Wearable tech, smart homes, cars, and speakers – the words on everyone’s lips are to do with the ‘Internet of Things’ (IoT), and the possibilities are extraordinary.
Put simply, the ‘Internet of Things is about connecting devices over the internet which allows them to talk to us, applications, and each other. It encompasses everything from simple sensors to smartphones and wearables.
The IoT has the potential to reduce costs for your business and increase efficiency in the workplace.
In fact, a study by logistics service provider DHL and IT firm Cisco predicts that the IoT will save businesses $1.2 trillion in productivity costs alone.
The cost of overheads quickly mounts for any business but the IoT provides a way to save money on these necessities.
Smart thermostats can detect how many people are in a room or if the room is empty, and adjust accordingly. Joe Costello, CEO of a Silicon Valley energy technology company called Enlighted, said his company’s clients are cutting their lighting bills by 60% to 70% and cutting heat and air conditioning bills by 20% to 30% thanks to smart-building technologies.
Marketo found that 51% of the world’s top global marketers expect IoT to revolutionise the marketing landscape by 2020
Imagine if you could fully understand your customers and how they consume products. Well you can with the IoT.
Data created by IoT devices – such as wearable tech – gives businesses an insight far better than expensive market studies. This could also lead to personalisation in marketing, a more welcoming approach.
Research collated by marketing automation platform Marketo found that 51% of the world’s top global marketers expect IoT to revolutionise the marketing landscape by 2020. It predicts marketers will be able to use IoT to analyse customer’s behaviour, gather previously unobtainable data, gain deeper insights into where a customer is in the buying journey; provide real-time point-of-sale notifications and targeted ads; and quickly resolve issues to close sales and keep customers happy.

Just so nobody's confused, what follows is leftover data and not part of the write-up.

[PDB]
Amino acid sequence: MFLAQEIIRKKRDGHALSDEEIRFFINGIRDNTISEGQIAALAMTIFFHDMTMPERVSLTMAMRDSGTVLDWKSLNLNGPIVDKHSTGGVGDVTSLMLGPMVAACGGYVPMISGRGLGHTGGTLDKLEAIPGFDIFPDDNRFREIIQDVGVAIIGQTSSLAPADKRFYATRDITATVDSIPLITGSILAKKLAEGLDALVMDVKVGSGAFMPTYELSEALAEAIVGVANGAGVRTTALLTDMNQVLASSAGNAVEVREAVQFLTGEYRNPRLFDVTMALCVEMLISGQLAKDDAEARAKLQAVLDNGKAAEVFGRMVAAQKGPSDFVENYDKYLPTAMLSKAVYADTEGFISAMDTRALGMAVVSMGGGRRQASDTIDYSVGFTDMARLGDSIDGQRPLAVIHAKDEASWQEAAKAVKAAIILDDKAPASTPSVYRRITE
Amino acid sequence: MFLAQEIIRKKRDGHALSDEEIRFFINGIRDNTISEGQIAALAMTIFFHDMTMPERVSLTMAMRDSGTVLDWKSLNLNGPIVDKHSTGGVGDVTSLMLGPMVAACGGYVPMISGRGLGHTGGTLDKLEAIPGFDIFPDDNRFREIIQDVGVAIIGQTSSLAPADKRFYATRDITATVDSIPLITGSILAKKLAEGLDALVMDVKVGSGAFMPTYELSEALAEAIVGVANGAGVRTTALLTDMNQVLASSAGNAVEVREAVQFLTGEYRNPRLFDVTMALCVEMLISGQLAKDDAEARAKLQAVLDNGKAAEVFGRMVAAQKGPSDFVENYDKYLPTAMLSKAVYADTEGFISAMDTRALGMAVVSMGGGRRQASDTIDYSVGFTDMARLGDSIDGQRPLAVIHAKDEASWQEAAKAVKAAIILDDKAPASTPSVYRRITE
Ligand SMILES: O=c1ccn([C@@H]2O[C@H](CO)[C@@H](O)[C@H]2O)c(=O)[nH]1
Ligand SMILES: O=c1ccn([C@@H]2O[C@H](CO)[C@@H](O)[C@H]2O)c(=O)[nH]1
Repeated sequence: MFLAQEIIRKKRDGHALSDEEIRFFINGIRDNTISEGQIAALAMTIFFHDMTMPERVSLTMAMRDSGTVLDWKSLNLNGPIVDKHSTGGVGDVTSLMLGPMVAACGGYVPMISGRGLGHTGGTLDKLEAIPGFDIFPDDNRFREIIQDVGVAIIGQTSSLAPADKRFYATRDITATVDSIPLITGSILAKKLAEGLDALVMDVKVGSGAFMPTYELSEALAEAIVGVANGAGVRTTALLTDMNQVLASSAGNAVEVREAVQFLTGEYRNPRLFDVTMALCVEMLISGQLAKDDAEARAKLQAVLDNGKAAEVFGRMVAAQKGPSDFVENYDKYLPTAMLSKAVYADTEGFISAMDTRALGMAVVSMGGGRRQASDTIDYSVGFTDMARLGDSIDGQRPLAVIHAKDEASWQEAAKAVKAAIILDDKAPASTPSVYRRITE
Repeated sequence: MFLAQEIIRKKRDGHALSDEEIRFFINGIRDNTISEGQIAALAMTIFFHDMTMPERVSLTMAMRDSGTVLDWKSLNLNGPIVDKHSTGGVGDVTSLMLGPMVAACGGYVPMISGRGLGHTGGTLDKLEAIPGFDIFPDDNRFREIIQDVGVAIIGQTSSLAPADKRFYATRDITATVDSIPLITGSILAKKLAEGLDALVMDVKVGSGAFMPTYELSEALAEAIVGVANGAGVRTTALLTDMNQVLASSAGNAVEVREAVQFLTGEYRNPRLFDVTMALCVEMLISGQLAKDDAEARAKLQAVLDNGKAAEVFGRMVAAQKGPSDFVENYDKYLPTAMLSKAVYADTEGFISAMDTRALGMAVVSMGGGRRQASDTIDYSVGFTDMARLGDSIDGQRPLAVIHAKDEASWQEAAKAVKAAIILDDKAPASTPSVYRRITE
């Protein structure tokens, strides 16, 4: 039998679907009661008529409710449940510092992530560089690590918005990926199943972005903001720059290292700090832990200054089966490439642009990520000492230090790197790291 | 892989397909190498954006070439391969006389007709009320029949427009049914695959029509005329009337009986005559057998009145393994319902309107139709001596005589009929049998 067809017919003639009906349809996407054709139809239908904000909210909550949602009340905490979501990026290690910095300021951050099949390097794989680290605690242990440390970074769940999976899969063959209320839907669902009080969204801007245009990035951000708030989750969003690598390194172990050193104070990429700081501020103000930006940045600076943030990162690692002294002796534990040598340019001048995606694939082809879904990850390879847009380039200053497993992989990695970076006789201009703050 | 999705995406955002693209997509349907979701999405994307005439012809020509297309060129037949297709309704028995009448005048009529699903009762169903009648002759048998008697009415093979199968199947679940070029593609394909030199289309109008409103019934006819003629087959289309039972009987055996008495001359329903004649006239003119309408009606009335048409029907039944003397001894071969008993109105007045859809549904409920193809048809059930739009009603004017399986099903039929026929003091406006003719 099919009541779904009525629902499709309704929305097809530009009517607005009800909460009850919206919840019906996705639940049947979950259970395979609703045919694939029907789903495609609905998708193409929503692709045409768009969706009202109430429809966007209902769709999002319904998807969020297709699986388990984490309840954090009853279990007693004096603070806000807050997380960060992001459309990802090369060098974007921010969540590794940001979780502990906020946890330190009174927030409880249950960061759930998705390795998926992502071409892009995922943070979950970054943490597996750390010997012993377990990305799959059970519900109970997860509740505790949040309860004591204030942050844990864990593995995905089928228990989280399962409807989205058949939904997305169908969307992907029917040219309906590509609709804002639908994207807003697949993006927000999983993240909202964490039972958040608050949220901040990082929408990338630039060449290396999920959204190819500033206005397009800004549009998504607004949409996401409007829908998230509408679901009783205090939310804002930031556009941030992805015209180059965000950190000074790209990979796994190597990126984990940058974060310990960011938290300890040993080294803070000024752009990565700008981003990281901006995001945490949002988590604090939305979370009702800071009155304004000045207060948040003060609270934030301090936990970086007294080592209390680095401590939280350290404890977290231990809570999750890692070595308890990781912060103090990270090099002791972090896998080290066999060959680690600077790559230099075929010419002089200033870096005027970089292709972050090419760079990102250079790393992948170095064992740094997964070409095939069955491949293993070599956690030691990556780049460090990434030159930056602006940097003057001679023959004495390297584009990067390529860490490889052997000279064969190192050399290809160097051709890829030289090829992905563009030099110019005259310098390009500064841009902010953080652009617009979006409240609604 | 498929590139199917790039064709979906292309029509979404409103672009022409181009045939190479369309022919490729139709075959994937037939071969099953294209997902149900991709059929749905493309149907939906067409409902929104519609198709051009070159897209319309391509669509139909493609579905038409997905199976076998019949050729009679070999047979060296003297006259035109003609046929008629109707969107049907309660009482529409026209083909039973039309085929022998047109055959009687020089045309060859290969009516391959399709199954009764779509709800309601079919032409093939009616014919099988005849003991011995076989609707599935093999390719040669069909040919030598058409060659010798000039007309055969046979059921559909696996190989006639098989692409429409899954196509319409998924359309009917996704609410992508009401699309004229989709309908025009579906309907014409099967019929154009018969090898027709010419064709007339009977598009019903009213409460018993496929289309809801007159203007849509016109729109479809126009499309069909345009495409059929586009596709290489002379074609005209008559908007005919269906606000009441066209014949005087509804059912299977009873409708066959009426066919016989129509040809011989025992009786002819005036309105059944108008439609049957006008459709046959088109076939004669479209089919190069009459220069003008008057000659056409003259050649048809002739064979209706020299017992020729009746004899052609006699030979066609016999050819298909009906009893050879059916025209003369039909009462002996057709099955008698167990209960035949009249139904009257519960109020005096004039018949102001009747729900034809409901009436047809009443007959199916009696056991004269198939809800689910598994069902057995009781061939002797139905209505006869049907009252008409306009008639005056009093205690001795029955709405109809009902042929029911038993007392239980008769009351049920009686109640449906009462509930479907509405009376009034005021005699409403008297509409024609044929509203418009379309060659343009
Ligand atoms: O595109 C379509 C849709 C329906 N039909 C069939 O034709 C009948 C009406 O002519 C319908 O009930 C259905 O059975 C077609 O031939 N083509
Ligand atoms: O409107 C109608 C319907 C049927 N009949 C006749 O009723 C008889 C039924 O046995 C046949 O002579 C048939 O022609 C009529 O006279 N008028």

More and more people are starting to collect their own health data through devices such as smart watches, and this is very beneficial for the healthcare sector. By using smart sensors, healthcare professionals can remote monitor patients, saving appointment times for more urgent cases. IoT devices can collect a range of metrics from blood sugar readings to heart rates. Lifestyle data such as sleeping patterns and exercise levels can also be recorded to help healthcare practitioners to make recommendations.
For retailers, IoT could transform the current status quo. There can be nothing quite as frustrating than the payment process – for customers and businesses – in shops and restaurants. This process could be transformed in eateries, by customers registering when they arrive using smartphone pay systems. Customers then pay automatically when they order their food through a device, and the system sends them an e-receipt when they leave.
Another irritant for many are pay-and-display car parks – how frustrating is it when you have no coins or just simply can’t predict how long you will be? IoT sensors can be used to track how long your car is parked for stays and a bill generated once you leave.
A revolution is coming…
This is just the very beginning of the Internet of Things. In the near future, you could soon be using smart mirrors to try on clothes in shops and own a fridge that orders groceries automatically when they run out. Watch this space.
Kat Cooke is Senior Content Writer at SCC. She was previously Senior Journalist at the Aesthetics journal, and has worked for Sky News, providing live coverage of the last two General Elections and the EU Referendum. Kat has a 2:1 degree in Journalism from City University London.